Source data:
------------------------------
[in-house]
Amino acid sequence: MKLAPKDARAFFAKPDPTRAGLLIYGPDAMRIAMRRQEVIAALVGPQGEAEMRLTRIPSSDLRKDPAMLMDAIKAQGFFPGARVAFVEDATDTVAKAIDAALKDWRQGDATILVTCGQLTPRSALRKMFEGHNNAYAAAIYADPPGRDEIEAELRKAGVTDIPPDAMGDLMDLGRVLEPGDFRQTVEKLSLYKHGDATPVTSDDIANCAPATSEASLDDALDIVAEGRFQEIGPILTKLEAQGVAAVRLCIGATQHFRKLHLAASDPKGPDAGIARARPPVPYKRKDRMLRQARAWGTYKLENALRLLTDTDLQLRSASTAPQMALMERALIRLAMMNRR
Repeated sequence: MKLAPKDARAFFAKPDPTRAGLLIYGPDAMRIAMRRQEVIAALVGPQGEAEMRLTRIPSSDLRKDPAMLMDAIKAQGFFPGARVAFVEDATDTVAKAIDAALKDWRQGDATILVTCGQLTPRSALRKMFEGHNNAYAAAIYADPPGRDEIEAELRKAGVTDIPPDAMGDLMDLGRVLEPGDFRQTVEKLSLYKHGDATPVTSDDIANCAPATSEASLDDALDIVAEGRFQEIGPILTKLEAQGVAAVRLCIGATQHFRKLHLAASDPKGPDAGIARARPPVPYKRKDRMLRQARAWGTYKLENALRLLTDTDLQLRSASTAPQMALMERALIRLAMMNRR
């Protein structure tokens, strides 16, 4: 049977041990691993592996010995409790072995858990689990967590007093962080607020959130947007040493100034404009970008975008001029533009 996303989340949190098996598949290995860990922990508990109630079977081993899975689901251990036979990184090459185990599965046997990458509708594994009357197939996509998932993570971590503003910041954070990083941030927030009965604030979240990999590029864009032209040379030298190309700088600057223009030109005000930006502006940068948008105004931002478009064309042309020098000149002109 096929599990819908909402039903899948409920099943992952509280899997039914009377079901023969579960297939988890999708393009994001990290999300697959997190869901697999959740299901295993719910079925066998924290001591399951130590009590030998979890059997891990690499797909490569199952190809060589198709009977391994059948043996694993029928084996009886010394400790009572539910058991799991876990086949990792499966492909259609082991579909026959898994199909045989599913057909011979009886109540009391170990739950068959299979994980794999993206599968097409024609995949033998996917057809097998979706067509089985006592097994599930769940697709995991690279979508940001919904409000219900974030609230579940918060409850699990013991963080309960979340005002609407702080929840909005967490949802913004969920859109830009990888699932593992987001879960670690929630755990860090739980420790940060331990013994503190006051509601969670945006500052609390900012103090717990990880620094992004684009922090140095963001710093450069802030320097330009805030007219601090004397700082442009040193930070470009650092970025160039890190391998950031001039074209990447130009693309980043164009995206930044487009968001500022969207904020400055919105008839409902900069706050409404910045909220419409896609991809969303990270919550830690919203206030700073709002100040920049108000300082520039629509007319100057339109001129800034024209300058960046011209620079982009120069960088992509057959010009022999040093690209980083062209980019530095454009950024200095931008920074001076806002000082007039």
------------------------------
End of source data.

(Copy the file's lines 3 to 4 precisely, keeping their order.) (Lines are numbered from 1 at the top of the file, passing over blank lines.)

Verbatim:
Repeated sequence: MKLAPKDARAFFAKPDPTRAGLLIYGPDAMRIAMRRQEVIAALVGPQGEAEMRLTRIPSSDLRKDPAMLMDAIKAQGFFPGARVAFVEDATDTVAKAIDAALKDWRQGDATILVTCGQLTPRSALRKMFEGHNNAYAAAIYADPPGRDEIEAELRKAGVTDIPPDAMGDLMDLGRVLEPGDFRQTVEKLSLYKHGDATPVTSDDIANCAPATSEASLDDALDIVAEGRFQEIGPILTKLEAQGVAAVRLCIGATQHFRKLHLAASDPKGPDAGIARARPPVPYKRKDRMLRQARAWGTYKLENALRLLTDTDLQLRSASTAPQMALMERALIRLAMMNRR
């Protein structure tokens, strides 16, 4: 049977041990691993592996010995409790072995858990689990967590007093962080607020959130947007040493100034404009970008975008001029533009 996303989340949190098996598949290995860990922990508990109630079977081993899975689901251990036979990184090459185990599965046997990458509708594994009357197939996509998932993570971590503003910041954070990083941030927030009965604030979240990999590029864009032209040379030298190309700088600057223009030109005000930006502006940068948008105004931002478009064309042309020098000149002109 096929599990819908909402039903899948409920099943992952509280899997039914009377079901023969579960297939988890999708393009994001990290999300697959997190869901697999959740299901295993719910079925066998924290001591399951130590009590030998979890059997891990690499797909490569199952190809060589198709009977391994059948043996694993029928084996009886010394400790009572539910058991799991876990086949990792499966492909259609082991579909026959898994199909045989599913057909011979009886109540009391170990739950068959299979994980794999993206599968097409024609995949033998996917057809097998979706067509089985006592097994599930769940697709995991690279979508940001919904409000219900974030609230579940918060409850699990013991963080309960979340005002609407702080929840909005967490949802913004969920859109830009990888699932593992987001879960670690929630755990860090739980420790940060331990013994503190006051509601969670945006500052609390900012103090717990990880620094992004684009922090140095963001710093450069802030320097330009805030007219601090004397700082442009040193930070470009650092970025160039890190391998950031001039074209990447130009693309980043164009995206930044487009968001500022969207904020400055919105008839409902900069706050409404910045909220419409896609991809969303990270919550830690919203206030700073709002100040920049108000300082520039629509007319100057339109001129800034024209300058960046011209620079982009120069960088992509057959010009022999040093690209980083062209980019530095454009950024200095931008920074001076806002000082007039």